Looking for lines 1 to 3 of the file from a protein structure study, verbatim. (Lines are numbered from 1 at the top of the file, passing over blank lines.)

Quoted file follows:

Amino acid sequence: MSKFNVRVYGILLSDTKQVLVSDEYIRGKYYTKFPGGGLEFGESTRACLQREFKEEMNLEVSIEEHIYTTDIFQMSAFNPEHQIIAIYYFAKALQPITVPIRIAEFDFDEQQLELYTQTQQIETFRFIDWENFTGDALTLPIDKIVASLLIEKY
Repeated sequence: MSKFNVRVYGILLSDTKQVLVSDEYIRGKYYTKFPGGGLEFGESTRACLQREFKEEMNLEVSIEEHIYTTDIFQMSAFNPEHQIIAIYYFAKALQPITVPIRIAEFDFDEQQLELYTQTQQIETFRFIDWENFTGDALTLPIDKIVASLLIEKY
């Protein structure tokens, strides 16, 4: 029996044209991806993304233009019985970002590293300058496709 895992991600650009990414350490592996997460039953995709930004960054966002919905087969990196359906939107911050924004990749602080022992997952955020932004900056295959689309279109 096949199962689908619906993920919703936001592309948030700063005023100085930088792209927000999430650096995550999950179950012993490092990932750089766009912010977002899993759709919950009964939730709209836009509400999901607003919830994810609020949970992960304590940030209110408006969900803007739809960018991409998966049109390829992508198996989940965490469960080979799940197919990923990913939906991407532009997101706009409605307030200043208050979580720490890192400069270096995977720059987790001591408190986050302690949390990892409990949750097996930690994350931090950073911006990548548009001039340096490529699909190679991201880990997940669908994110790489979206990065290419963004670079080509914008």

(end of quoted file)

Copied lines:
Amino acid sequence: MSKFNVRVYGILLSDTKQVLVSDEYIRGKYYTKFPGGGLEFGESTRACLQREFKEEMNLEVSIEEHIYTTDIFQMSAFNPEHQIIAIYYFAKALQPITVPIRIAEFDFDEQQLELYTQTQQIETFRFIDWENFTGDALTLPIDKIVASLLIEKY
Repeated sequence: MSKFNVRVYGILLSDTKQVLVSDEYIRGKYYTKFPGGGLEFGESTRACLQREFKEEMNLEVSIEEHIYTTDIFQMSAFNPEHQIIAIYYFAKALQPITVPIRIAEFDFDEQQLELYTQTQQIETFRFIDWENFTGDALTLPIDKIVASLLIEKY
């Protein structure tokens, strides 16, 4: 029996044209991806993304233009019985970002590293300058496709 895992991600650009990414350490592996997460039953995709930004960054966002919905087969990196359906939107911050924004990749602080022992997952955020932004900056295959689309279109 096949199962689908619906993920919703936001592309948030700063005023100085930088792209927000999430650096995550999950179950012993490092990932750089766009912010977002899993759709919950009964939730709209836009509400999901607003919830994810609020949970992960304590940030209110408006969900803007739809960018991409998966049109390829992508198996989940965490469960080979799940197919990923990913939906991407532009997101706009409605307030200043208050979580720490890192400069270096995977720059987790001591408190986050302690949390990892409990949750097996930690994350931090950073911006990548548009001039340096490529699909190679991201880990997940669908994110790489979206990065290419963004670079080509914008």